If you’re able to weave a story into your sales copy, you’ll see sales skyrocket.
Ever since the dawn of time, human beings have been storytellers. Whether it was cave drawings etched into walls or myths passed down vocally from generation to generation, people resonate with stories and have a desire to listen to them. Anthony De Mello said that “the shortest distance between a human brain and the truth is a story.” When utilized correctly, marketers can use this powerful urge to sell more of their products or services.
There are a few things to keep in mind when telling stories within your sales copy. Here are four tips to tell better stories, sell more products and services, and see higher conversions.
- Make your audience the hero. When telling your story, keep in mind that the customer should be the focus point. Even if the story is about you, you want customers to see themselves in you and your journey. If it’s about a previous customer who used your product or service, make it as relatable as possible so that others can see how they can get the benefits and life change you’re describing.
- Have a beginning, middle, and end. This is Storytelling 101. Your story should have a “before” (pain point), a “middle” (where someone was able to use your product or service), and an “after” (what changed for him or her). Having a clear format will allow a reader or listener to easily follow along and help him or her see the concrete change your products and services can bring about.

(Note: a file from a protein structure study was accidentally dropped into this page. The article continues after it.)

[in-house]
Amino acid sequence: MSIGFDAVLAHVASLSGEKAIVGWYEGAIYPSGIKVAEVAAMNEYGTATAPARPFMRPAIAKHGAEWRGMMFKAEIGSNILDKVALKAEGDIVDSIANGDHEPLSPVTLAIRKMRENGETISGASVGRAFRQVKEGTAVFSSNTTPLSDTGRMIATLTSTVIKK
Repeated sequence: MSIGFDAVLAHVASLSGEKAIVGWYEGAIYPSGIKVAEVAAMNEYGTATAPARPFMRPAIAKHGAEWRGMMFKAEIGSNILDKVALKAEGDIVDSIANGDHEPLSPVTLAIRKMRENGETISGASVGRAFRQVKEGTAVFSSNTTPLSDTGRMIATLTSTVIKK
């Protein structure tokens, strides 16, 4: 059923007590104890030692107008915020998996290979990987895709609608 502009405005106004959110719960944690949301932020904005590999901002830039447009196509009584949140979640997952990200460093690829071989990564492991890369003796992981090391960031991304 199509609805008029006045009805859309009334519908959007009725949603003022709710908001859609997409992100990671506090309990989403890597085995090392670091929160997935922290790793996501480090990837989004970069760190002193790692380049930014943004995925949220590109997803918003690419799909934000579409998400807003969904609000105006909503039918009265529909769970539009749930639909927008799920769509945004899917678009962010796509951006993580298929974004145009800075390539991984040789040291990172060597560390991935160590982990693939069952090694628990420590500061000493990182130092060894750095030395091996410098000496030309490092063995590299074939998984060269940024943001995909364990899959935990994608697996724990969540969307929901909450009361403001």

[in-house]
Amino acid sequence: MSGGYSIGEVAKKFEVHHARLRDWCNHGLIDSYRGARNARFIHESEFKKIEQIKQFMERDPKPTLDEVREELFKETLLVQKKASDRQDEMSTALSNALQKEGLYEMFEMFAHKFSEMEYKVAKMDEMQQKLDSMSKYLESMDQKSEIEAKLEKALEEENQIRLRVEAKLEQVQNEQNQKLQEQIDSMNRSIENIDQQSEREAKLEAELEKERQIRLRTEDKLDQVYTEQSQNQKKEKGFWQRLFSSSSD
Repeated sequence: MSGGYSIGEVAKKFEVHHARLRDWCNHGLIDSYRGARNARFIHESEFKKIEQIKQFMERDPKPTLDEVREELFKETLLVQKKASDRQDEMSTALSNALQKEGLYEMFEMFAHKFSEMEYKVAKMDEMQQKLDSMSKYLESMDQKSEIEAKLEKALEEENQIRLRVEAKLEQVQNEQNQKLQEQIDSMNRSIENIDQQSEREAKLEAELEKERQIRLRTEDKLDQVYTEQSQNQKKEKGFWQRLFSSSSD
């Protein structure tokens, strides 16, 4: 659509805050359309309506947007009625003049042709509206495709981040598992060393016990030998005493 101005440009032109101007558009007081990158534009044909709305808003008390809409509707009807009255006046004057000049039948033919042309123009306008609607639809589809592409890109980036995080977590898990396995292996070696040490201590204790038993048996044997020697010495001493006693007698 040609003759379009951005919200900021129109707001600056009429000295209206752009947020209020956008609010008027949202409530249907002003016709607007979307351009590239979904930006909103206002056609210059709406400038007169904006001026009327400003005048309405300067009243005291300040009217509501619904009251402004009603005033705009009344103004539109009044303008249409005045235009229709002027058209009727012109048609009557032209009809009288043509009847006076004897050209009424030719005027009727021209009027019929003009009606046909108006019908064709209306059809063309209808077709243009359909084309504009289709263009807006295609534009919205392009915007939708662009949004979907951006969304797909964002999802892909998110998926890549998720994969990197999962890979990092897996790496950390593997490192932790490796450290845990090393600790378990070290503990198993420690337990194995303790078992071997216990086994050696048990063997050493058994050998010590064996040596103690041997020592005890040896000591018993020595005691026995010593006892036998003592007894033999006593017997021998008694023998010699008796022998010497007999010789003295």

- Think show, not tell. Instead of saying that someone’s business was falling apart but he or she joined your coaching program and turned it all around, how can you show he or she turned it all around? Use specific numbers like how much the client’s revenue increased, how many new customers he or she got, or what his or her profit margins changed to.
- Bring in emotion. Make sure to describe how the hero of the story felt after he or she encountered your product or service. Don’t forget that this could be you! If you run a workout studio and are trying to get more people to sign up for Pilates classes, describing how you fell in love with Pilates as a workout and finally felt like you had the energy you were looking for can move mountains. It’s a balance between using numbers and using emotions—you want to give concrete evidence while at the same time evoking that “storybook ending” feel.